It is a popular belief that everyone at some point in their lives encounters a remarkable person they feel is worthy of depiction in that iconic feature, "The Most Unforgettable Character I’ve Met," in The Reader's Digest. In reality, crossing paths with such personages is an exceeding rare occurrence, on a par with winning millions in the lottery—but heaven knows there are enough people out there we'd all like to forget.
In the case of Yours Truly, however, such an encounter not only took place, it occurred rather early in life, as a youngster in the summer of 1970.
The person in question: Ivan Terence Sanderson (1911 – 1973), F.L.S., F.R.G.S., F.Z.S., M.A.(cantab). Fellow of the Linnean Society of London, Fellow of the Royal Geographical Society, Fellow of the Zoological Society of London. There's a Wikipedia entry on Sanderson, as well as a tribute by his former assistant Mark A. Hall in Wonders, December 1992, pp. 65-67 (an abbreviated version of which can be found in various places on the web, such as here). Moreover, there's an biographical entry on Sanderson in the reference work Contemporary Authors, and an excellent though slightly more error-ridden biographical entry on Sanderson that appears in the National Cyclopedia of American Biography, Vol. 57 (Clifton, NJ: J.T. White, 1977), pages 192-194, possibly written by Sanderson's widow and second wife, the former Marion L. Fawcett (born Sabina Bertshy Warren August 19, 1931), who gave Sanderson's personal papers to the American Philosophical Society in Philadelphia. Sanderson was one of the last of the great world explorers and naturalists, a World War II spy who with his wife Alma battled Nazis in the Caribbean, a best-selling author of 26 books who hosted The World is Yours (the world's first regularly-scheduled color TV series). If that weren't enough, in the 1950s he owned his own zoo along the Delaware River, and later became interested in strange phenomena for which there is as yet no scientific explanation, pretty much ruining his reputation among more skeptical scientists unable or unwilling to venture into professionally risky intellectual waters.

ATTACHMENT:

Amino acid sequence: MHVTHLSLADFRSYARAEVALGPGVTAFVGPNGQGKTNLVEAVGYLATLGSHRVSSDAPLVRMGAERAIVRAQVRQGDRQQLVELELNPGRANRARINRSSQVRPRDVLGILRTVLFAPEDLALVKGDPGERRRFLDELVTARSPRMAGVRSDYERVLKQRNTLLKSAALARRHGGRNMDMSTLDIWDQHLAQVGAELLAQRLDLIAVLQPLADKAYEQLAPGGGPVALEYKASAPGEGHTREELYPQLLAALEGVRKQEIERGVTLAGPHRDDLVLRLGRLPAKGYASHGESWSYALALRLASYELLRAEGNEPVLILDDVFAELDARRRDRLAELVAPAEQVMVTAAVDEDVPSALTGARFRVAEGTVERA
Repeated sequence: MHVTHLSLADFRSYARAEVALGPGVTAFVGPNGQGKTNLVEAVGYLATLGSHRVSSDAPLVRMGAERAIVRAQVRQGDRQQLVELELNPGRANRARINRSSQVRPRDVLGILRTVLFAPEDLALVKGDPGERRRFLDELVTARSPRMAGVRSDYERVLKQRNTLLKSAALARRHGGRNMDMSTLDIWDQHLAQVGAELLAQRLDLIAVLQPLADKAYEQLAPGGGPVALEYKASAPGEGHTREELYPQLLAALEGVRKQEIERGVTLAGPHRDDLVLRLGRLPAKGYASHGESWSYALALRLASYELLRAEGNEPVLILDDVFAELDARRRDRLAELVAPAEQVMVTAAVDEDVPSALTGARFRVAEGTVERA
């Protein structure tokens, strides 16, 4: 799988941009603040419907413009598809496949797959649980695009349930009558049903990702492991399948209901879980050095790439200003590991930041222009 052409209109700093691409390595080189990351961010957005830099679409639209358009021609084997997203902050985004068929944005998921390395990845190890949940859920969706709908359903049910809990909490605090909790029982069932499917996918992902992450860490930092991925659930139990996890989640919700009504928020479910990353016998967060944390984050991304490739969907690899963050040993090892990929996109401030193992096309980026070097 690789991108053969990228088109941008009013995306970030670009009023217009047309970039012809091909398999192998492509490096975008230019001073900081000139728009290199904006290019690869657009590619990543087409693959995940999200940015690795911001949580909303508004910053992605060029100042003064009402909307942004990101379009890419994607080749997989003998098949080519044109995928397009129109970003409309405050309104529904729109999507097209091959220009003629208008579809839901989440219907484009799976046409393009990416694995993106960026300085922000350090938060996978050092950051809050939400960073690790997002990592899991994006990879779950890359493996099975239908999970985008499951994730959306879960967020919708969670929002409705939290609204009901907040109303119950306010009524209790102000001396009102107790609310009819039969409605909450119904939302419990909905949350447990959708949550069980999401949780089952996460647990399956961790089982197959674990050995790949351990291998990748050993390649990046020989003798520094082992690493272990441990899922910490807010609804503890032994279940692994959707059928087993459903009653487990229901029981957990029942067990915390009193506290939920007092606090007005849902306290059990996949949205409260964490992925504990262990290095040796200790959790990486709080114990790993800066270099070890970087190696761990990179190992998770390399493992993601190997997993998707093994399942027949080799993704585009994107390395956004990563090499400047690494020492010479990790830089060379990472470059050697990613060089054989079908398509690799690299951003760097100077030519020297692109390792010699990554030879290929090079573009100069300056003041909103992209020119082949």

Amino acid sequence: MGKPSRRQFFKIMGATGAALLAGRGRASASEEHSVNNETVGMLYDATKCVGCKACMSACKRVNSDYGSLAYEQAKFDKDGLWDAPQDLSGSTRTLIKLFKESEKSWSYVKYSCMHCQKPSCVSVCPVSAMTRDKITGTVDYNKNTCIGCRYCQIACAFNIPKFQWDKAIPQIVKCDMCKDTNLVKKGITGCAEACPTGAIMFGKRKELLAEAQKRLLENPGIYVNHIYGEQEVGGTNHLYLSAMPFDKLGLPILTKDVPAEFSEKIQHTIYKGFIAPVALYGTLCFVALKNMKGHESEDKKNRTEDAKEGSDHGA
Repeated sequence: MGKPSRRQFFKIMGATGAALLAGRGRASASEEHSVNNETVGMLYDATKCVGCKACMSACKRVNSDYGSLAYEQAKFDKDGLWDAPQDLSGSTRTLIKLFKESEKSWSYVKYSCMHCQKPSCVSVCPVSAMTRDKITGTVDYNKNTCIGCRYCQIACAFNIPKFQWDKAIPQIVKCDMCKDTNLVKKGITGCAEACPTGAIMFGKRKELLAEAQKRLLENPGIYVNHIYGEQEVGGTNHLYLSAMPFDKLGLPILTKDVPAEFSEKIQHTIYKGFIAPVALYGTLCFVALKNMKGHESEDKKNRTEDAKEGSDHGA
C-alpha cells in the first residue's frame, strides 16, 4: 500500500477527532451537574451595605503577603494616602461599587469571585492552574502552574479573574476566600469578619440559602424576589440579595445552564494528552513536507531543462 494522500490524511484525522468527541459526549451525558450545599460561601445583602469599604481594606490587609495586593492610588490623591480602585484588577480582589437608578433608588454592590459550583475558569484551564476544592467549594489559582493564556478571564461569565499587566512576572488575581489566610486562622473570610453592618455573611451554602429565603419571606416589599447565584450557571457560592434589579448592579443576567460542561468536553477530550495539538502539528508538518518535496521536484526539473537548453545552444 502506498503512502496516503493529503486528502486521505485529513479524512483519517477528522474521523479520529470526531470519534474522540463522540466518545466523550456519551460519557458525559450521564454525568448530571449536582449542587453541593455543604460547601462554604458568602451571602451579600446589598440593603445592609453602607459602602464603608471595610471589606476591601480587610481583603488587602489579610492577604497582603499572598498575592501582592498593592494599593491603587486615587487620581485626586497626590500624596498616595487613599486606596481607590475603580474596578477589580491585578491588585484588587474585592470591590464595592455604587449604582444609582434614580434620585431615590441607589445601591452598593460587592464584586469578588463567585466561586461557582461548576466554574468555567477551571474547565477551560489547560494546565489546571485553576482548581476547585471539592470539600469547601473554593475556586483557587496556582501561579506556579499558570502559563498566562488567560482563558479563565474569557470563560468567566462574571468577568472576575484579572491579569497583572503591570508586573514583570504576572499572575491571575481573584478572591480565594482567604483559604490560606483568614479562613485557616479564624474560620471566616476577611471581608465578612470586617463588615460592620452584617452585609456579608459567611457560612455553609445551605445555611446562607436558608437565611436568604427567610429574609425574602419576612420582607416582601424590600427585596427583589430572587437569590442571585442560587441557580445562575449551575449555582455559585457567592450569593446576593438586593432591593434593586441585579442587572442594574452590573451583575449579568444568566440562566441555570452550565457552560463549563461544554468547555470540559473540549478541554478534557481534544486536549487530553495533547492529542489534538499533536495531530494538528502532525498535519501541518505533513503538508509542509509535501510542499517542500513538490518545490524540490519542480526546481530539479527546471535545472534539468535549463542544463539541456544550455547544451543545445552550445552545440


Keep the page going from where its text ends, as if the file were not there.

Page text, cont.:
How did I get to meet him? As a stereotypical, intellectually precocious child, my teachers didn't know quite what to do with me. The only one who knew exactly what to do was my eighth grade English teacher, Mildred P. Hughes, who taught at the Halstead Street School in Newton, New Jersey.
Millie Hughes was an interesting person in her own right. When she and her husband adopted a Korean child in 1963, a children's book about the experience entitled Welcome Child (New York: John Day, 1963) was written by Pearl S. Buck (1892 – 1973), author of The Good Earth and first American woman to win the Nobel Prize for literature. Indeed, Mildred Hughes had been hired in August 1941 as the first director of Buck's East and West Association, an organization with the mission to be “an educational organization devoted to furthering mutual knowledge and understanding between the people of the United States and the people of Asia and Australasia and their allies.” (It ceased operations in 1951.) As director of the organization, Millie had known not just Buck and her husband Richard Walsh, but a board of directors that included anthropologist Ruth Benedict and Planned Parenthood founder Margaret Sanger, and an advisory board whose members included novelist Louis Bromfield, artist Miguel Covarrubias (whose vivid paintings of Central American wildlife would inspire Ivan Sanderson to write a children's book, John and Juan in the Jungle), philosophers John Dewey and Ernest Hocking, Time publisher Henry Luce, IBM's Thomas Lamont, and Juan "Terry" Trippe, chairman of Pan American Airlines.